Sahel: As Likely Malnutrition Crisis Looms, MSF Prepares Short- And Long-Term Responses

Chad 2011 © Alfons Rodriguez

An MSF staff member measures the mid-upper arm circumference (MUAC) of a child with severe acute malnutrition in Chad.

The annual "hunger season" seems likely to be particularly serious in the Sahel this year, and a few particular regions may face acute nutritional crises in the coming months. Doctors Without Borders/Médecins Sans Frontières (MSF) is therefore expanding its nutritional activities to address the seasonal “peak” in malnutrition rates, while also developing longer-term approaches it can integrate into its regular programs.

A food crisis has been declared in the Sahelian Band of West Africa. UNICEF has estimated that up to 15 million people in six countries in the region are living with moderate or acute food insecurity. In a region where global acute childhood malnutrition rates regularly near the warning threshold of 10 percent, any factor that further reduces access to food can tip the situation into a full-blown nutritional crisis.

Although MSF has not yet noted a significant increase in cases in most of its current nutritional programs, the organization did have to open new malnutrition treatment programs in Biltine and Yao, in Chad, where rates of acute malnutrition of 24 percent and 20 percent, respectively, have been reported. Teams are also evaluating the nutritional situation in other areas of Chad, as well as in Mali, Niger, Mauritania, and Senegal.

"It is too soon to know the extent of the expected nutritional crisis," says Stéphane Doyon, manager of MSF's malnutrition campaign. "Traditionally, the most difficult period is still ahead, between May and July. However, we already project that hundreds of thousands of children will suffer from acute severe malnutrition, as they do every year in this region."

In Niger alone, 330,000 children received treatment of severe acute malnutrition in 2010, making it a “crisis year.” In 2011, which was deemed a "good" year for farming, the number still totaled 307,000. This suggests a recurring crisis.

"We have to rethink what constitutes a 'crisis' and what is 'normal' in this region," Doyon says. "More than 300,000 children severely malnourished, this is an enormous number—and that's just in Niger. Emergency humanitarian response is necessary as it allows saving lives, but it cannot be the only option."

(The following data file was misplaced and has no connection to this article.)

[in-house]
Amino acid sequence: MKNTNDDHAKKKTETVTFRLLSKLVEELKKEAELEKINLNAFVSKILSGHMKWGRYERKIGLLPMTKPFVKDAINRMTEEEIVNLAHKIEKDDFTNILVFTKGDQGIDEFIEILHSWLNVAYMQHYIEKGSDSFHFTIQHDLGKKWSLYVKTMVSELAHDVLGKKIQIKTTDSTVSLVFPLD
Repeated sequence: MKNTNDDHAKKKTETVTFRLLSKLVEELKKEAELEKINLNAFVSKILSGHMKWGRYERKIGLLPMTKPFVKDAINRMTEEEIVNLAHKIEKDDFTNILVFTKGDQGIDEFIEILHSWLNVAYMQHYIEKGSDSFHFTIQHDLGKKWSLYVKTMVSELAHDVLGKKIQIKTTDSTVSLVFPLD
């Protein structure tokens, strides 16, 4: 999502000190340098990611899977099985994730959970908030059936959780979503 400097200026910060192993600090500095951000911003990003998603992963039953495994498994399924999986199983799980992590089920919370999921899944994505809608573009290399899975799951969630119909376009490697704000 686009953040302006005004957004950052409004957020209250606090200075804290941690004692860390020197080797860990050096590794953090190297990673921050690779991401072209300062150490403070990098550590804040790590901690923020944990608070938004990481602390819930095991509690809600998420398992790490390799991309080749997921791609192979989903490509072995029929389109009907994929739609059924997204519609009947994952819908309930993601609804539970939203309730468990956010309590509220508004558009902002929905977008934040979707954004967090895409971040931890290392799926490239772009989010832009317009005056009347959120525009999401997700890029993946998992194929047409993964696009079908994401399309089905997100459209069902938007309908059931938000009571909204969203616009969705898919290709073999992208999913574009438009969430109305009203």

This year, early warnings issued last fall by the governments of six countries in the region made it possible to develop an ambitious response. This response now exists on paper, but it will not be easy to implement. Financing has not yet been obtained and accessing the region's most remote areas will be a challenge. In addition, insecurity, and violence in certain areas are already complicating the deployment of aid. The populations from one country to another, and within countries as well, also have very different degrees of access to health services. This means that aid actors have a very complex set of task in front of them.

Many of the aid organizations working in the region have agreed they must start to transition from emergency response efforts towards structural measures that can assist the longer-term mission to fight illness. MSF, for its part, is already implementing strategies that can help combat the recurring malnutrition crisis in the Sahel over time, not just in the immediate moment.

For instance, in 2012, the organization will expand its activities in the region in response to the needs of the day. Projects that MSF has been operating for several years, however—particularly in Niger, Mali, Chad, and Burkina Faso—have been designed both to treat the children most at-risk and also to find new ways to address underlying dynamics of recurrent malnutrition.

"No one has the solution, but we now know that treating children by giving mothers responsibility for their care and encouraging prevention by using specialized milk-based products offer extremely encouraging results," Doyon says. "Our objective is to help identify the most simple, economical approaches possible so that all children have access to them, just like regular vaccinations or access to health care, which have already been recognized as being effective in reducing child mortality."

In 2011, more than 100,000 severely malnourished children received treatment in MSF's Niger programs alone. More than 90 percent of them recovered. In Niger and Mali, MSF also provided milk-based nutritional supplements to more than 35,000 children in conjunction with its regular pediatric programs.